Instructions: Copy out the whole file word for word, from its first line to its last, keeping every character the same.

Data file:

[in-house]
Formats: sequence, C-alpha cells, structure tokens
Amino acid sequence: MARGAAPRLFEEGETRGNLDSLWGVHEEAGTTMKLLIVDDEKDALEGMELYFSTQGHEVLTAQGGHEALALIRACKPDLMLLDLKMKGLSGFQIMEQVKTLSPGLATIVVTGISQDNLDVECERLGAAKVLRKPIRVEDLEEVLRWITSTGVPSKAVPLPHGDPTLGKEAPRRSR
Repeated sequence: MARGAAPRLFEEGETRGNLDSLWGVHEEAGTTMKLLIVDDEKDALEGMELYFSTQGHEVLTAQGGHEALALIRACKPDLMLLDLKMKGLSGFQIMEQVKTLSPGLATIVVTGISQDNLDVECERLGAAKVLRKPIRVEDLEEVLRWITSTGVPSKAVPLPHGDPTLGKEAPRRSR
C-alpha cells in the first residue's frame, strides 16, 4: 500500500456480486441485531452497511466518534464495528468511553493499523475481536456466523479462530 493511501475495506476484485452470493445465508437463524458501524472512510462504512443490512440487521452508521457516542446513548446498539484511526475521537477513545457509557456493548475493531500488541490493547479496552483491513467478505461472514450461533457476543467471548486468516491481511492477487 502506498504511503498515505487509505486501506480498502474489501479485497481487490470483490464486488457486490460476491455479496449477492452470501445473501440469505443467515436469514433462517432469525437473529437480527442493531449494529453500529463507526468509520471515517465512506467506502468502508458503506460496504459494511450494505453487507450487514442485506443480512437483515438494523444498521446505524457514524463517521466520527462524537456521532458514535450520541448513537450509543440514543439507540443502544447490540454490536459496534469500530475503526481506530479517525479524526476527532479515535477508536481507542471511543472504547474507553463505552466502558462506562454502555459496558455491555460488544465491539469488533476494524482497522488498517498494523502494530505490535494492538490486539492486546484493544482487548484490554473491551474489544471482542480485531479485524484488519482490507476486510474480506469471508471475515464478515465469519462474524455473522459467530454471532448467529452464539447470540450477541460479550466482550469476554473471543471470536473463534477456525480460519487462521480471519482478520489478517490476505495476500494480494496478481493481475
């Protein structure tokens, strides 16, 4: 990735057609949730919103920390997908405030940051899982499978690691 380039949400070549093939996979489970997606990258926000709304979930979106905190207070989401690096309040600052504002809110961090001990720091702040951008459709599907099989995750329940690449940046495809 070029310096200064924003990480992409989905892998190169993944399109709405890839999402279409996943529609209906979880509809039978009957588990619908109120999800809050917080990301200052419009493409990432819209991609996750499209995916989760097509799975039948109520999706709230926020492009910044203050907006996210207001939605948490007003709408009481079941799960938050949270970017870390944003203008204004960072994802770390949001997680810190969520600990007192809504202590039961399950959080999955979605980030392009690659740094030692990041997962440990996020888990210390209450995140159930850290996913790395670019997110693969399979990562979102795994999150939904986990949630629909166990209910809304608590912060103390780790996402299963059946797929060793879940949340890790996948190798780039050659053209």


[in-house]
Formats: sequence, C-alpha cells, structure tokens
Amino acid sequence: MARGAAPRLFEEGETRGNLDSLWGVHEEAGTTMKLLIVDDEKDALEGMELYFSTQGHEVLTAQGGHEALALIRACKPDLMLLDLKMKGLSGFQIMEQVKTLSPGLATIVVTGISQDNLDVECERLGAAKVLRKPIRVEDLEEVLRWITSTGVPSKAVPLPHGDPTLGKEAPRRSR
Repeated sequence: MARGAAPRLFEEGETRGNLDSLWGVHEEAGTTMKLLIVDDEKDALEGMELYFSTQGHEVLTAQGGHEALALIRACKPDLMLLDLKMKGLSGFQIMEQVKTLSPGLATIVVTGISQDNLDVECERLGAAKVLRKPIRVEDLEEVLRWITSTGVPSKAVPLPHGDPTLGKEAPRRSR
C-alpha cells in the first residue's frame, strides 16, 4: 500500500456480486441485531452497511466518534464495528468511553493499523475481536456466523479462530 493511501475495506476484485452470493445465508437463524458501524472512510462504512443490512440487521452508521457516542446513548446498539484511526475521537477513545457509557456493548475493531500488541490493547479496552483491513467478505461472514450461533457476543467471548486468516491481511492477487 502506498504511503498515505487509505486501506480498502474489501479485497481487490470483490464486488457486490460476491455479496449477492452470501445473501440469505443467515436469514433462517432469525437473529437480527442493531449494529453500529463507526468509520471515517465512506467506502468502508458503506460496504459494511450494505453487507450487514442485506443480512437483515438494523444498521446505524457514524463517521466520527462524537456521532458514535450520541448513537450509543440514543439507540443502544447490540454490536459496534469500530475503526481506530479517525479524526476527532479515535477508536481507542471511543472504547474507553463505552466502558462506562454502555459496558455491555460488544465491539469488533476494524482497522488498517498494523502494530505490535494492538490486539492486546484493544482487548484490554473491551474489544471482542480485531479485524484488519482490507476486510474480506469471508471475515464478515465469519462474524455473522459467530454471532448467529452464539447470540450477541460479550466482550469476554473471543471470536473463534477456525480460519487462521480471519482478520489478517490476505495476500494480494496478481493481475
């Protein structure tokens, strides 16, 4: 990735057609949730919103920390997908405030940051899982499978690691 380039949400070549093939996979489970997606990258926000709304979930979106905190207070989401690096309040600052504002809110961090001990720091702040951008459709599907099989995750329940690449940046495809 070029310096200064924003990480992409989905892998190169993944399109709405890839999402279409996943529609209906979880509809039978009957588990619908109120999800809050917080990301200052419009493409990432819209991609996750499209995916989760097509799975039948109520999706709230926020492009910044203050907006996210207001939605948490007003709408009481079941799960938050949270970017870390944003203008204004960072994802770390949001997680810190969520600990007192809504202590039961399950959080999955979605980030392009690659740094030692990041997962440990996020888990210390209450995140159930850290996913790395670019997110693969399979990562979102795994999150939904986990949630629909166990209910809304608590912060103390780790996402299963059946797929060793879940949340890790996948190798780039050659053209």